You get 3,475,821,262. Now if you enter that number (without the commas -- 3475821262) into a Cocoa based browser (Firebird and Safari will do, Internet Explorer won't as it's a Carbon app), you will be at the macosxhints.com homepage. It seems to work in Cocoa based apps. I tried it with Safari, Firebird, and several CLI apps like traceroute, ping, telnet and ftp.
Practical? Maybe, but mostly as a gimmick. Of course, it can save you some typing. Anyone have any ideas for optimum usage?
We use LinkSys BEFSX41 router / gateway / firewall / VPN appliances to interconnect the LANs at three sites via VPN. Since two of the sites have DHCP-supplied WAN IP addresses, we needed a way to notify the other sites when the LinkSys' WAN IP address changes. This is required so the Remote Security Gateway's IP address for the VPN tunnel can be updated.
Since the addresses don't change that often, I wrote a script to detect any change and send email to the interested parties. If you are interested, that script is available for download (download 2KB script), and usage is explained in the script comments.
I wound up making this process harder than it actually is, so this hint is to help y'all from making the same mistakes I made. Here's the deal ... you're not at home, but need info on your Mac that is subnetted to an AirPort Base Station that has a (static) IP address.
What you'll need to know: The usual IP address the Base Station assigns to your machine (ie 10.0.1.2), which is easily found in the network system prefs. Using the AirPort Admin Utility, log into your Base Station and "Show All Settings." Click on the "Port Mapping" tab, then click "Add."
For Public and Private port, put 22 (the standard SSH port number), and for "Private Address," put in the usual IP address (ie 10.0.1.2) assigned to your machine. Click on "Update" in the lower right corner, and wait while your Base Station reboots.
Once it does (I had problems doing this remotely from a friend's Mac, so you might want to do this at home), you'll be able to log into your subnetted machine by doing the following:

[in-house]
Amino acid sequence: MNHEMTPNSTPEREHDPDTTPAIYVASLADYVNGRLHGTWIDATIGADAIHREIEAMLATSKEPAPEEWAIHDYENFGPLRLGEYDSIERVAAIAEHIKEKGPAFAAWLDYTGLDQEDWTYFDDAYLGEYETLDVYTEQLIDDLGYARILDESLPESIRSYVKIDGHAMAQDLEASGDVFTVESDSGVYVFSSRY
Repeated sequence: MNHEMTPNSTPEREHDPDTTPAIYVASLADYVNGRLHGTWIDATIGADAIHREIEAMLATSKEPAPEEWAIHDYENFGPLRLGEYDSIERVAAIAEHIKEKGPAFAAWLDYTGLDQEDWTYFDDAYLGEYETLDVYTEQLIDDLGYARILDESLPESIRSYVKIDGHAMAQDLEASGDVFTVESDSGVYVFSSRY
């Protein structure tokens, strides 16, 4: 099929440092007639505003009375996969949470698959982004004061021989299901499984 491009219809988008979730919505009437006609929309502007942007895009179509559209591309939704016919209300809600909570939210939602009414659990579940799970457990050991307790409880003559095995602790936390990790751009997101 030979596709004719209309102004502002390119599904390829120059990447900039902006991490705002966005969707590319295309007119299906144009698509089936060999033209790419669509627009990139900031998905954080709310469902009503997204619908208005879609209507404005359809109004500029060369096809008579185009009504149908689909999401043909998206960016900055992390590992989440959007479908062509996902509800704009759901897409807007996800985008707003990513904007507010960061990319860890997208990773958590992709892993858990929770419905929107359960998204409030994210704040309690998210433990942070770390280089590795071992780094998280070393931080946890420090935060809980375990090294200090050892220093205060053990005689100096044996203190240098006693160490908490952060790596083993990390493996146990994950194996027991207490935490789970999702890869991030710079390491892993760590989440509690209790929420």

Once you give your password, you're in! Using the -p command line option of ssh, and modifying the port mapping in the AirPort Admin Utility, you should be able to get access to all your wireless machines. Hope this is helpful!
[robg adds: I haven't tested this myself, though I should as it could be quite useful at times.]
Basically, this is a very easy little hint, but it saves me some time over a network here at home. If you're on a network, simply disable View -> Show Icons while in column mode. Browsing network-mounted volumes will now be much quicker.
I didn't see this listed anywhere ... but it's kind of useful for me anyways.
This isn't a revolutionary tip -- it just puts together several well-known tricks into something useful. Today I was downstairs with my iBook, and I wanted to play some music. Thanks to iTunes4, I can play all the songs in my desktop G4's library via the wireless network. That's great, because now I can keep everything in one place, and the G4 can be the music server for the entire house.
But two problems: The G4 is upstairs in my home office, and iTunes wasn't running. he easy solution is, of course, for me to get off my ass, trudge up the stairs, call up the dock, and start iTunes. Then go back downstairs and enjoy my music on the iBook. But, like any good computer geek, I'm lazy. So instead I did this:
Use ssh to log on remotely to the G4.
Give this command: open -a iTunes
Upstairs, the G4 starts up iTunes.
Log off the G4, and enjoy the music on the iBook.
In step one, I could have used telnet instead of ssh, if the G4 were set to allow it, but ssh is more secure, of course. And of course, the library will only be available if I've previously set the G4 to share its music library. Hopefully this tip will be a useful reminder to anyone as lazy as I am: You can log on remotely and use the open command to start up any app you might need.
[robg adds: Yes, it's basic, but useful and not (near as I can tell) published here before in this general form. I do a similar thing to launch VNC (a remote control client), as described in this hint.]
I have all my iTunes data on a linux NFS server, which I had previously used with a Windows box via Samba. The new iMac uses NFS to access the same data store. I found changing ID3 tags to be very, very slow compared to the Windows box. It turns out that write performance seriously lagged. smb_fs mounts performed well, but could not be automounted, so I ended up tuning the NFS settings.
The critical factor that affected performance was the number of nfsiod threads. Adding more threads means that more simultaneous NFS operations can occur at once (including read-ahead and write-behind operations). To increase this value, simply edit the file /System -> Library -> StartupItems -> NFS -> NFS, and change the line that reads:
nfsiod -n 4
Replace the 4 with 8 or more, followed by rebooting or manually killing and re-running nfsiod. You will notice an increase in throughput when writing large files. To test the speed, run the following command before and after the change:
time dd if=/dev/zero of=/mnt/home/testfile bs=16k count=16384
Going from 4 to 8 nfsiod threads resulted in write speeds going from 700k/sec to over 3.2mb/sec! Further tuning can be found by reading the Linux NFS How-To Performance Section.